Low Voltage Detector?

My students are testing the 3pi and everything was going well. Then the bot started making bad and unpredictable moves. Later we figured as the battery got lower, the IR wasn’t being transmitted as strong, so bad readings resulted. (?) Replacing the batteries immediately stopped the erratic behavior, so we definitely had a low voltage problem.

So we’re thinking a battery check in the loop somewher and a unique audible sound when the battery is going low.

The question: Set the “Low Voltage Detector” at 5.2 volts?? 5 Volts?? Can the motor accelerate near the low end without triggering the alarm?

We’ll play with this, but has anybody tried this?

Are you sure that the erratic behavior is due to low batteries? The 3pi’s voltage regulation system should keep the board power (VBST) at a constant 9.25 V, regardless of battery voltage, until the batteries discharge to the point where the board shuts down.

As long as VBST is at 9.25 V, the sensor readings should be constant. Do you have a meter that you could use the check the voltage? You can use the VBST pin available on the front of the board to make the measurement. Another thing you could try is recording the sensor readings over a white surface, comparing the readings when the batteries are fully charged to the readings when you are getting your erratic behavior.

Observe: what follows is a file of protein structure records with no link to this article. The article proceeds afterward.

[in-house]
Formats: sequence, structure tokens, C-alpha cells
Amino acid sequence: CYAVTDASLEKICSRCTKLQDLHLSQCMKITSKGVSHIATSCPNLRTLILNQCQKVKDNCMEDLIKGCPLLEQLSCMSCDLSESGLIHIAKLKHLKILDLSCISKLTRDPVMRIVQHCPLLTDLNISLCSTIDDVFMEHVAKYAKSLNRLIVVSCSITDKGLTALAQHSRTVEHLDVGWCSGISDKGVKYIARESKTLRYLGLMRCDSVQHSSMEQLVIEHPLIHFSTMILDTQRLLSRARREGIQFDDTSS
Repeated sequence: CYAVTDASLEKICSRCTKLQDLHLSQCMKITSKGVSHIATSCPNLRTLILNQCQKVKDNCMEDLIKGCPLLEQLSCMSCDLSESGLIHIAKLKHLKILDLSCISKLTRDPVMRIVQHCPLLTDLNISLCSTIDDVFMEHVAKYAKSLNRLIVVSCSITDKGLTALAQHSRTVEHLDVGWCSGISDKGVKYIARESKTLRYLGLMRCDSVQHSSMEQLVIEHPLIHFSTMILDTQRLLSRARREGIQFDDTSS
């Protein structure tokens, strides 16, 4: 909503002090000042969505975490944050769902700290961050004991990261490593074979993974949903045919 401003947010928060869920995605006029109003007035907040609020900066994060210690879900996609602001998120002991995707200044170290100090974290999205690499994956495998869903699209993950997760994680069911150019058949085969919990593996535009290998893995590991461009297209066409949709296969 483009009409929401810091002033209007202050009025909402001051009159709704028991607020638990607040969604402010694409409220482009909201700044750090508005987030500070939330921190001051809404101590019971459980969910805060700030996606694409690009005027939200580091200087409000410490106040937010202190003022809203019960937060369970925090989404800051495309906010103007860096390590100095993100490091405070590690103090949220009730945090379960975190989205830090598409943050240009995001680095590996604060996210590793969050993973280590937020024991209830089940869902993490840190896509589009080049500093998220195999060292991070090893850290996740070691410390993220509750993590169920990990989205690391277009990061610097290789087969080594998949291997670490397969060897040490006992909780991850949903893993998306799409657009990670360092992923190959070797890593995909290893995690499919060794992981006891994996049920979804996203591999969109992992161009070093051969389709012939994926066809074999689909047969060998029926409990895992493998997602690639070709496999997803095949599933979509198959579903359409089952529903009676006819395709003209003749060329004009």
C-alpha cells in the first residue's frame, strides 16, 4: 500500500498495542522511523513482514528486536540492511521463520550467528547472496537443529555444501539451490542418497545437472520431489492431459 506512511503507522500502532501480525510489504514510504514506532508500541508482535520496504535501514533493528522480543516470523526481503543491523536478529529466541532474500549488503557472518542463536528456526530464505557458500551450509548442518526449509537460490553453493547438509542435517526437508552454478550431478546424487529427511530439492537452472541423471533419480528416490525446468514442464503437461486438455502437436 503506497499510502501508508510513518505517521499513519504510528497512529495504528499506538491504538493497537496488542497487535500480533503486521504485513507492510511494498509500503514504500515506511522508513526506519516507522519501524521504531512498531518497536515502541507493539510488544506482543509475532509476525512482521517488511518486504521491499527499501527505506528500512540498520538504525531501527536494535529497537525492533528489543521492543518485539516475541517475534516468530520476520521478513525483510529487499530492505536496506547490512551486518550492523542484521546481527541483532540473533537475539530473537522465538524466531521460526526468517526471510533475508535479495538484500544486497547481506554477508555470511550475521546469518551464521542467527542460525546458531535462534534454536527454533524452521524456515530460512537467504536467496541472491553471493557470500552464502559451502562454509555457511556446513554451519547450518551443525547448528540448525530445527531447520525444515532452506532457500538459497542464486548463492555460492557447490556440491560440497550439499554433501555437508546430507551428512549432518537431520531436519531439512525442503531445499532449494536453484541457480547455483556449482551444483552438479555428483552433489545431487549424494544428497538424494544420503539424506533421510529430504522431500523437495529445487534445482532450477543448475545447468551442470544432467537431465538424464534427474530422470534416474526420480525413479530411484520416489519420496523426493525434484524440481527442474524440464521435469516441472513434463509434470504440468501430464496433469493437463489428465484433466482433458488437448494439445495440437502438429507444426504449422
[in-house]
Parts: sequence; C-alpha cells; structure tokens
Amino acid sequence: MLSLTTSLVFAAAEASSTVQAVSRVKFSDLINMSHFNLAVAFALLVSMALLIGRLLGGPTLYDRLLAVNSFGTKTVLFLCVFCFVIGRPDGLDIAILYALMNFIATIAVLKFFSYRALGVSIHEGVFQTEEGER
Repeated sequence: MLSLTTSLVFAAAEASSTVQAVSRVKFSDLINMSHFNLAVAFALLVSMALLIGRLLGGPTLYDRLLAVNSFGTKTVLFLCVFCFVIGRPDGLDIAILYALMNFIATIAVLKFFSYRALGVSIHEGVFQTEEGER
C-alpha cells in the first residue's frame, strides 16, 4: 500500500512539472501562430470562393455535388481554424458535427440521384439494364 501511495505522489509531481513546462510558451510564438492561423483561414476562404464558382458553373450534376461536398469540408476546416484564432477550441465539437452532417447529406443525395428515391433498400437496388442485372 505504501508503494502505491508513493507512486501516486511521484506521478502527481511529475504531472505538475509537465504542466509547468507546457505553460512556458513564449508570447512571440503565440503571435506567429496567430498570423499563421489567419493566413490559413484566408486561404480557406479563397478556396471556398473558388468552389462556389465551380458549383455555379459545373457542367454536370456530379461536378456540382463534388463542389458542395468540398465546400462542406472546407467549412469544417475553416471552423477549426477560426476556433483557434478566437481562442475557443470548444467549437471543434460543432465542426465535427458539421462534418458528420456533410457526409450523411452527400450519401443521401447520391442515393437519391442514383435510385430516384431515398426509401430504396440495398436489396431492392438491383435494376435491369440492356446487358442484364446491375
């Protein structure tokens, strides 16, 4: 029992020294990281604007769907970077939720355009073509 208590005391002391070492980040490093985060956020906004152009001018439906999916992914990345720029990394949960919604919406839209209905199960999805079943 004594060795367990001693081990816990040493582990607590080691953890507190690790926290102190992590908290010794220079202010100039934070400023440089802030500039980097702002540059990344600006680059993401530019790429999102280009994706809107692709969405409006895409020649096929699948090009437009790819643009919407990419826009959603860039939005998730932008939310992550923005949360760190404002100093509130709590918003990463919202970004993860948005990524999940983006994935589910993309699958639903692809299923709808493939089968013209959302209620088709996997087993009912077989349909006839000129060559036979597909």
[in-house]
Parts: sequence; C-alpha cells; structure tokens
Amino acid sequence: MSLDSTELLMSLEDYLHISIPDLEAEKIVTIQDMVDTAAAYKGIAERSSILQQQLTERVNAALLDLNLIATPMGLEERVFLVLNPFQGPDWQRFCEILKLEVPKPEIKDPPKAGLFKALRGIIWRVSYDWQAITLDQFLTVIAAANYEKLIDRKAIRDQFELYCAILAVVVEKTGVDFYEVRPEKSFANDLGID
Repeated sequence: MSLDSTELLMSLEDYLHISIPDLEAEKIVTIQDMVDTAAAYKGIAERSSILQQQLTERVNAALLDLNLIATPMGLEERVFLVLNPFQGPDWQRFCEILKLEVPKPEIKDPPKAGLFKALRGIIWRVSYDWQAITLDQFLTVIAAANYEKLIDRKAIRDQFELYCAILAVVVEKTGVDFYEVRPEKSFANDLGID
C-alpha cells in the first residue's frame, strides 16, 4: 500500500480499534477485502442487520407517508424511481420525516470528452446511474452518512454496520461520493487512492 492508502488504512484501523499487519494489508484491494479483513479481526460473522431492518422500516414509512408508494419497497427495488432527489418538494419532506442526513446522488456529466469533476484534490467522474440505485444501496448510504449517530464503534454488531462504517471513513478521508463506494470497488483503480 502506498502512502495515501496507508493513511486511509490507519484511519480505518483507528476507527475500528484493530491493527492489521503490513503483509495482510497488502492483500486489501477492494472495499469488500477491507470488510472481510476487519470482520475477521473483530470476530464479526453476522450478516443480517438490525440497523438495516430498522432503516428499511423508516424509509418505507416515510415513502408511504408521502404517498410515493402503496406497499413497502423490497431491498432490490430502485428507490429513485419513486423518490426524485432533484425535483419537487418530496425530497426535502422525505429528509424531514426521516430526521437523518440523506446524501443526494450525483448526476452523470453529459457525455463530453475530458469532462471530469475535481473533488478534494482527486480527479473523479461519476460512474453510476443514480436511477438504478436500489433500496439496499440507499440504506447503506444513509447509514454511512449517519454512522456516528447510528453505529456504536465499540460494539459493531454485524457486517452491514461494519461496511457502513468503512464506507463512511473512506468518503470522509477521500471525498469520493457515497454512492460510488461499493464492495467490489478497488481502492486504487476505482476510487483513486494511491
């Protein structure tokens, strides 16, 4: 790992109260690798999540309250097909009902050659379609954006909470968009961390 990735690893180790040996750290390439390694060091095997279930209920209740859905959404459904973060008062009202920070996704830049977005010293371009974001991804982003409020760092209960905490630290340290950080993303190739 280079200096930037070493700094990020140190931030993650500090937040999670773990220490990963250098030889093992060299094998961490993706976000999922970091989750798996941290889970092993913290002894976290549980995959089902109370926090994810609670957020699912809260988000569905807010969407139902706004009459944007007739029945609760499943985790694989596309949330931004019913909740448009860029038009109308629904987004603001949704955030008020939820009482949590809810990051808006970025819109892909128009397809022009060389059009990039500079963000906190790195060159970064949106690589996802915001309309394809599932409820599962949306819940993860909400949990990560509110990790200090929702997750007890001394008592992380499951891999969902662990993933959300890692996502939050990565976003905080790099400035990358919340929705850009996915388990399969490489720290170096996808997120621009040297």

As for your actual question - are you using NiMH rechargeable batteries? If so, they should start out at around 5.5, and a drop to below 4.8 or so indicates that they are about to run out. Running the motors will definitely cause a drop in voltage; the value when the motors are running is probably a better low-battery indicator, but it’s usually harder to see the readings when your robot is driving. I like the idea of a special tone or light pattern to indicate this!